Ventricular functional changes and mechanisms of the cardiovascular responses during static exercise have not been well delineated in children. In this study, Doppler echocardiographic techniques were utilized to assess cardiovascular adaptations to bilateral isometric leg extension at 30% maximal voluntary contraction for three minutes in a group of 14 healthy boys (mean age 10.2±1.5 years). Mean heart rate rose from 77±9 to 106±11 bpm, stroke volume fell from 59±9 to 52±7 ml, and cardiac output increased from 4.58±0.58 to 5.62±0.81 l min-1 (P < 0.05). Mean arterial pressure rose from 86±7 to 109±9 mm Hg, with no significant change in peripheral vascular resistance. By tissue Doppler imaging markers, inotropic function improved by 59%, while lusitropic function increased 38%. These findings suggest that (1) cardiovascular responses to static leg extension in boys are similar to those in adult men, and (2) isometric leg extension triggers modest increases in both systolic and diastolic function.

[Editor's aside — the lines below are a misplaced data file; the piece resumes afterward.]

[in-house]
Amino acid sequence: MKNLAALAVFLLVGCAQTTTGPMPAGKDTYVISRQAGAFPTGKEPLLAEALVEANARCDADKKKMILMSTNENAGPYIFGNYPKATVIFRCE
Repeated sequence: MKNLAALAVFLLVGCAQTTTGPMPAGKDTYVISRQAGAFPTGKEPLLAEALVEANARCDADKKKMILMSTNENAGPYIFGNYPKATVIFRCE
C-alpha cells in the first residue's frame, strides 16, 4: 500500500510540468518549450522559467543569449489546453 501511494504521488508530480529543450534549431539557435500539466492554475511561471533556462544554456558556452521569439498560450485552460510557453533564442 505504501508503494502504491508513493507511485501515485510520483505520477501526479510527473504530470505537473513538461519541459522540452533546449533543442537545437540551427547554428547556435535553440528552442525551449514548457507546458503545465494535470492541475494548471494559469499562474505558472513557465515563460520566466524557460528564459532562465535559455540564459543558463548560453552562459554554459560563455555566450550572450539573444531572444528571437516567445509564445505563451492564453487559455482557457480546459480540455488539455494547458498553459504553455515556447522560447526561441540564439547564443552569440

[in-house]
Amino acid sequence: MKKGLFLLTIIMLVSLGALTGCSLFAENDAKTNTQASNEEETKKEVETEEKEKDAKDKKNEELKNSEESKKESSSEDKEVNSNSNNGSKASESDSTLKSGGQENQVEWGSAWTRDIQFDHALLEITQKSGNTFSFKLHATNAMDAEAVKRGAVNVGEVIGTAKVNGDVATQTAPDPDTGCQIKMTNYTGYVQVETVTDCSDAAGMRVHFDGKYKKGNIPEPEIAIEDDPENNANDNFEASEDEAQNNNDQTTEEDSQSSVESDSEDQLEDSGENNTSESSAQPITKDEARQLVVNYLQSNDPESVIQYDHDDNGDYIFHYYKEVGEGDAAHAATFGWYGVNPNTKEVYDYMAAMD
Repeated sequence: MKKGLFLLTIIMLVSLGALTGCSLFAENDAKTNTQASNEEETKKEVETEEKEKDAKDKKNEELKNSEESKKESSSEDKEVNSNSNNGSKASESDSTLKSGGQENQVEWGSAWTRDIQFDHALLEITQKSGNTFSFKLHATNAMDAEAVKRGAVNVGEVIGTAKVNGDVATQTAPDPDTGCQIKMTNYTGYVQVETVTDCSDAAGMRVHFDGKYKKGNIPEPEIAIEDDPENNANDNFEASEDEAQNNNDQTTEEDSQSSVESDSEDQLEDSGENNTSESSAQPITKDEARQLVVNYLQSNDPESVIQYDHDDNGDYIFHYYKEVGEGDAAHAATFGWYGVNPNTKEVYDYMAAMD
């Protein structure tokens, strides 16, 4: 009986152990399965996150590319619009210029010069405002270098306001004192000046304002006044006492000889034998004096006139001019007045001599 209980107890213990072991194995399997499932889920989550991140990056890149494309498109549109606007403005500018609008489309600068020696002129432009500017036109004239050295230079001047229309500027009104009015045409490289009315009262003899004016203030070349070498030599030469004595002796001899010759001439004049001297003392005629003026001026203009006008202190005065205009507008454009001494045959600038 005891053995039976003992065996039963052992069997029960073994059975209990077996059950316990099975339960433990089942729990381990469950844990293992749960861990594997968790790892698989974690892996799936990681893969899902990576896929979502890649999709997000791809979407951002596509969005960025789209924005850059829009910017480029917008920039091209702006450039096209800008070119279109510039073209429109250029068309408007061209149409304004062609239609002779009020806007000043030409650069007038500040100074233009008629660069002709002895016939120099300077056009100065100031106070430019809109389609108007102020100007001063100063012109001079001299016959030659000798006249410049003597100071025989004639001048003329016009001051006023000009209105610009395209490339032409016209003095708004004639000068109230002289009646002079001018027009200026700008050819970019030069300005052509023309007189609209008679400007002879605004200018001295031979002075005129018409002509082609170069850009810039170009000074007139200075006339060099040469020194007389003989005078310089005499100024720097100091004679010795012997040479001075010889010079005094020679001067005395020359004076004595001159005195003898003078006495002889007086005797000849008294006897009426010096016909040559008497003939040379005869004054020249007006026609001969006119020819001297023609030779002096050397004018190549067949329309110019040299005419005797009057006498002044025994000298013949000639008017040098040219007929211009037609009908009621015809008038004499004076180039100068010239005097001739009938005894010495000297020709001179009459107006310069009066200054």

- Cardiovascular fitness
- Heart function
- Resistance exercise
ASJC Scopus subject areas
- Public Health, Environmental and Occupational Health
- Orthopedics and Sports Medicine
- Physical Therapy, Sports Therapy and Rehabilitation